GFC led to a jump in IT recruits: Wadeson

GFC led to a jump in IT recruits: Wadeson

Summary: The advent of the Global Financial Crisis (GFC) saw a temporary spike in IT graduates looking for secure government jobs, according to the Department of Human Services' deputy secretary of ICT infrastructure John Wadeson.


The advent of the Global Financial Crisis (GFC) saw a temporary spike in IT graduates looking for secure government jobs, according to the Department of Human Services' deputy secretary of ICT infrastructure John Wadeson.

John Wadeson

John Wadeson(Credit: Josh Taylor/ZDNet Australia)

Speaking at an SAS Forum panel discussion moderated by ABC TV's Q&A host Tony Jones in Sydney this morning, Wadeson said Centrelink (now part of the Department of Human Services) usually takes on 150 IT graduates every year.

"Two years ago when we went to the market I think we got 70. Last year, after the GFC, we were getting 200," he said. "All of a sudden a job in the government looked better."

Wadeson said that due to a lack of IT graduates coming out of Australian universities, he didn't expect the surge to last.

"I think this is a temporary reprieve. We talk to universities all the time and some places saying now they will only run information technology as part of the degree," he said. "We're just not getting enough students wanting to do the full IT degree."

"The universities [blame] the dotcom bust, but we're a long way from that now and although there are some who are innovating and trying to build up the numbers, I think it is a very serious issue because Australia is becoming increasingly dependent on information technology."

Wadeson changed his role from being Centrelink CIO to the deputy secretary of ICT infrastructure for the Department of Human Services when the government began consolidating Centrelink, Medicare and the Child Services Agency earlier this year.

Topics: Government, Government AU, IT Employment


Armed with a degree in Computer Science and a Masters in Journalism, Josh keeps a close eye on the telecommunications industry, the National Broadband Network, and all the goings on in government IT.

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  • Why would centre link need 150 IT graduates every year??? is the organisation doing that much computer programming??? not likely...its more likely that the job agency (centrelink) is creating jobs to get new graduates off the dole so federal labor party can justify its immigration understanding is that IT graduates is one of the largest migration intakes out of all the industries because its not union protected... my understanding is that there are as many experienced IT graduates leaving the industry in disgust, as there are coming out of the univertisities...perhaps the industry should put a little more thought into retaining staff cause my understanding is that conditions are ridiculously atrocious...
    swinging voter
  • I am in my Second Year of University studies, live in WA and doing IT.

    I feel some universities would get more IT students if they organised some other kind of IT degree, could there ever be a IT Support Degree or a General IT degree and you can choose to go down one path of specialisation if you wanted to ? I don't really know. When I first enrolled in University i quite enjoyed the look of a security based IT degree and i am into my second year of that degree, but if you are someone who doesn't like Security based IT or programming then i would think your only options left are the business merged with information systems degrees(Your IT degree choices may vary between Universities) or work your way up through the TAFE system and complete a Diploma/Advanced Diploma.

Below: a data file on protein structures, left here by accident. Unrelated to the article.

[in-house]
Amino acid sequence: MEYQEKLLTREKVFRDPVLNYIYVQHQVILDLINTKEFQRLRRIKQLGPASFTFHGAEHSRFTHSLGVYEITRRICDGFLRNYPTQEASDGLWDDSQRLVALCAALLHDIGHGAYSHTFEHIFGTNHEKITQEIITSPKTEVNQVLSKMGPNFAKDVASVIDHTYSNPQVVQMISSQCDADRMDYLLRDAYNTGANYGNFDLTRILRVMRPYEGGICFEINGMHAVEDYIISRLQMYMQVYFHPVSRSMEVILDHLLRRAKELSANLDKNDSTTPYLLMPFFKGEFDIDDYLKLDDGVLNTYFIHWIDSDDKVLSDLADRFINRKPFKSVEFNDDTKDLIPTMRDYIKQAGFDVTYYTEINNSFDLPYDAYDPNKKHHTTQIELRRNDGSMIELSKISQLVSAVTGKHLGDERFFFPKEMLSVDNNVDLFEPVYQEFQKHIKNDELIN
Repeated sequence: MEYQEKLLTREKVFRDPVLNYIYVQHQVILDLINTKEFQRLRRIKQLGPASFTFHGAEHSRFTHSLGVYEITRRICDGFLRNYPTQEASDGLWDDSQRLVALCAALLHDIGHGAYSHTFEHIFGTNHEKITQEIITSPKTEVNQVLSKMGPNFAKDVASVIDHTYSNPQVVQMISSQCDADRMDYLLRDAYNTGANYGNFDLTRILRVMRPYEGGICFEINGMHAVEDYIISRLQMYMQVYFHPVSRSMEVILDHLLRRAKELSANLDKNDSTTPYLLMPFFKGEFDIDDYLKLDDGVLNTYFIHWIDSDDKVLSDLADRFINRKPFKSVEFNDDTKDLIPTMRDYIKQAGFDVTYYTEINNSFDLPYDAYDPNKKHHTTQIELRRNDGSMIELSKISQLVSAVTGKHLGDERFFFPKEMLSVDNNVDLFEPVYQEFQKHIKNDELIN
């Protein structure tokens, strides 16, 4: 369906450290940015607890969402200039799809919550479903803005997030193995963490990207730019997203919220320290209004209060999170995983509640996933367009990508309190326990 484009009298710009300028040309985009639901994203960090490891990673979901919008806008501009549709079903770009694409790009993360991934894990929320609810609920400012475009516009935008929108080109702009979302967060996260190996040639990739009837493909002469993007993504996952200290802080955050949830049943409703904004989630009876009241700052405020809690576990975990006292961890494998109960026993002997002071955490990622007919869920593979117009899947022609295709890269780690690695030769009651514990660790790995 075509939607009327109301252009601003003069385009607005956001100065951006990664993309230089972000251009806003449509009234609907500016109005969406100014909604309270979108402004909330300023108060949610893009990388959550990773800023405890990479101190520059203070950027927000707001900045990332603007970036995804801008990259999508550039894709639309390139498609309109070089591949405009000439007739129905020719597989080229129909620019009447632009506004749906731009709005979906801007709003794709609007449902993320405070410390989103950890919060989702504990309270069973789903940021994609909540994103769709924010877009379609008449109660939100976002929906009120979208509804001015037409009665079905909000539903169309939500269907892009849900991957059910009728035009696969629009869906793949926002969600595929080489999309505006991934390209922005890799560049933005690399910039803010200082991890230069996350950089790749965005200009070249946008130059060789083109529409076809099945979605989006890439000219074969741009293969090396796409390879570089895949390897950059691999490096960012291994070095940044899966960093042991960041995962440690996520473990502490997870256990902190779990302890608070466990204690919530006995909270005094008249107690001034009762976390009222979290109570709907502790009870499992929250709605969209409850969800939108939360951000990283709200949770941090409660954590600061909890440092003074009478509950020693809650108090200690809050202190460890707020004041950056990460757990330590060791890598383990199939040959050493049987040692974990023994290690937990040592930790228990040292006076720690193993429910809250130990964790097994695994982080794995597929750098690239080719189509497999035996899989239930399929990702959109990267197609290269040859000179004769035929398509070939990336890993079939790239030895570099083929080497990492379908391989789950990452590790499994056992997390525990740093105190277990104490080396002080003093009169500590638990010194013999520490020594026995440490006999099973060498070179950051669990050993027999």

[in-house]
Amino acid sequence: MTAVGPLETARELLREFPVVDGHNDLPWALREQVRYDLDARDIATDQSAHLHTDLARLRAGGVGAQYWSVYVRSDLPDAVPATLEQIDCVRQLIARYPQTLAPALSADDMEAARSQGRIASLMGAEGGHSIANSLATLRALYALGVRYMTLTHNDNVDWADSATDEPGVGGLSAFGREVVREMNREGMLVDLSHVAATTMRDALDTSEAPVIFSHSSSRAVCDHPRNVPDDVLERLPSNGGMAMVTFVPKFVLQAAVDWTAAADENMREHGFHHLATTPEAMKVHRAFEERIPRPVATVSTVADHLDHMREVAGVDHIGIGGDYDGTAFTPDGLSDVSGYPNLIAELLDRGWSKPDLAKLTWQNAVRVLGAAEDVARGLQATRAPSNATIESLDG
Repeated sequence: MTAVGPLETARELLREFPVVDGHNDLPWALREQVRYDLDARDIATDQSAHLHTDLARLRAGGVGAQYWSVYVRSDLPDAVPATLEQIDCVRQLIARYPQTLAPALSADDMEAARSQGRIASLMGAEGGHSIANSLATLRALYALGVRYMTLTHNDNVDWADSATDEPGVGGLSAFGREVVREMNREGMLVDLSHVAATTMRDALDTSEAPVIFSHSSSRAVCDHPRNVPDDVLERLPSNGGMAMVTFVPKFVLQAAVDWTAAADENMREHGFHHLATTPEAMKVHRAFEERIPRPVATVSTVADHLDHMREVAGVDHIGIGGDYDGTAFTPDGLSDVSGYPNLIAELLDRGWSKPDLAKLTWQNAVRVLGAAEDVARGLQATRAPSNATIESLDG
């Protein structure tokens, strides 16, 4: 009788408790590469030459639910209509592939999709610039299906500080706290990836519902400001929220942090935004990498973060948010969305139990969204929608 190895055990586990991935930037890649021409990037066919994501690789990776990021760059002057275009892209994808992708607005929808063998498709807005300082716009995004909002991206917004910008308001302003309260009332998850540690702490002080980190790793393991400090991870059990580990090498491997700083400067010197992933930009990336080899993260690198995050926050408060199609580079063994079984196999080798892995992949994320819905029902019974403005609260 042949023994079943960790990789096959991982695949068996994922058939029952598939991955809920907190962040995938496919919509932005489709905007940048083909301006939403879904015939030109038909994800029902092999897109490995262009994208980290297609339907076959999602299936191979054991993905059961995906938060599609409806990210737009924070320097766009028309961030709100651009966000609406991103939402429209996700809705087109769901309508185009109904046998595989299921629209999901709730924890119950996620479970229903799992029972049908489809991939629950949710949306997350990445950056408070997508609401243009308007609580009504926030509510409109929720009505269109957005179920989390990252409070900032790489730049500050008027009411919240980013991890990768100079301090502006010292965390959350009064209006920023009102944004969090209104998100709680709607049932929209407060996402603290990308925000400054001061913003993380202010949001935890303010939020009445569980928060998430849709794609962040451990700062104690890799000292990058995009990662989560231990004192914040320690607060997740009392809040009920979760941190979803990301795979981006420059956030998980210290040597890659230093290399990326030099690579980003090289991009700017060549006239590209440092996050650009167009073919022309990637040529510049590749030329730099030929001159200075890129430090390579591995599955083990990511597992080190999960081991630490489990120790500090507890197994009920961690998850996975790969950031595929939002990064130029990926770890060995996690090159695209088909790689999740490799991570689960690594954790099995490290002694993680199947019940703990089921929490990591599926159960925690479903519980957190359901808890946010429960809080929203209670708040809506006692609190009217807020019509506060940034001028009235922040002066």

• Reducing contractors and increasing skilled APS staff was a key recommendation of the Gershon Review (recommendation 5.4.2). One of the approaches to the achievement of this desired outcome was the conversion of ICT contractors into permanent roles. In reference to this Sir Peter Gershon stated that shortages in this area were in the “highly-skilled” roles .

    According to the Longhaus Australian Government ICT Contractor and Consultant Study (ICT Personnel Survey), the majority of these conversions have occurred at senior levels, and in technical roles. However 22% of permanent conversions reported having never held an ICT role before joining the Australian Government. Qualitatively the evidence suggests that more junior resources may not be seeking permanent roles (whether influenced by GFC economic or other factors). According to the study focus group, those juniors that are seeking work inside the Australian Government are coming from overseas channels.

    With a fifth of all staff coming into the sector being “green” or new to the industry, the question of quality (in this case by the measures of capability and capacity) will feature significantly in the overall success of the AGIMO program.

    When respondents were asked about their roles prior to entering the public service, 22% indicated they were new to the ICT industry, 22% were public servants from other agencies or jurisdictions, and 19% were permanent private sector employees, and 11% were private sector contractors.
    Peter Carr